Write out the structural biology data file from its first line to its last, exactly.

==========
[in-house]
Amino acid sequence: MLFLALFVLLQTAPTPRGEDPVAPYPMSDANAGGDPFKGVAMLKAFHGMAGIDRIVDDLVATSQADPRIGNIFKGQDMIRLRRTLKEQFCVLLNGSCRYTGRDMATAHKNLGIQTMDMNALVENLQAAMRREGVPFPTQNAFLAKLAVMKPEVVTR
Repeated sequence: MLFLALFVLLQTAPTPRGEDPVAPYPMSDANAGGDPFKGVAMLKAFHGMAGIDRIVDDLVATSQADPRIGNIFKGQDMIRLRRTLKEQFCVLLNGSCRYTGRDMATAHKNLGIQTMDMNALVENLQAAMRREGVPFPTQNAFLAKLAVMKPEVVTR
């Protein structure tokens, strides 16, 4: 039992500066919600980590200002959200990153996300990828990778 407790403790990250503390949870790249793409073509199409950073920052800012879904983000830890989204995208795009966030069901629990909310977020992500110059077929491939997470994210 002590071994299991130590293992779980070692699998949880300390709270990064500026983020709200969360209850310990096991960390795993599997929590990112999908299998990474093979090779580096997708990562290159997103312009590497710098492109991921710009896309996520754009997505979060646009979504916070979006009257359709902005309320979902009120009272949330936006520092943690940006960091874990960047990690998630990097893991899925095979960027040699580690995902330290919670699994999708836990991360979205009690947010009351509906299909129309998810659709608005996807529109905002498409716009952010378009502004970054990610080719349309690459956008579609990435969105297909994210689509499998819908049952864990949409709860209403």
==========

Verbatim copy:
[in-house]
Amino acid sequence: MLFLALFVLLQTAPTPRGEDPVAPYPMSDANAGGDPFKGVAMLKAFHGMAGIDRIVDDLVATSQADPRIGNIFKGQDMIRLRRTLKEQFCVLLNGSCRYTGRDMATAHKNLGIQTMDMNALVENLQAAMRREGVPFPTQNAFLAKLAVMKPEVVTR
Repeated sequence: MLFLALFVLLQTAPTPRGEDPVAPYPMSDANAGGDPFKGVAMLKAFHGMAGIDRIVDDLVATSQADPRIGNIFKGQDMIRLRRTLKEQFCVLLNGSCRYTGRDMATAHKNLGIQTMDMNALVENLQAAMRREGVPFPTQNAFLAKLAVMKPEVVTR
């Protein structure tokens, strides 16, 4: 039992500066919600980590200002959200990153996300990828990778 407790403790990250503390949870790249793409073509199409950073920052800012879904983000830890989204995208795009966030069901629990909310977020992500110059077929491939997470994210 002590071994299991130590293992779980070692699998949880300390709270990064500026983020709200969360209850310990096991960390795993599997929590990112999908299998990474093979090779580096997708990562290159997103312009590497710098492109991921710009896309996520754009997505979060646009979504916070979006009257359709902005309320979902009120009272949330936006520092943690940006960091874990960047990690998630990097893991899925095979960027040699580690995902330290919670699994999708836990991360979205009690947010009351509906299909129309998810659709608005996807529109905002498409716009952010378009502004970054990610080719349309690459956008579609990435969105297909994210689509499998819908049952864990949409709860209403």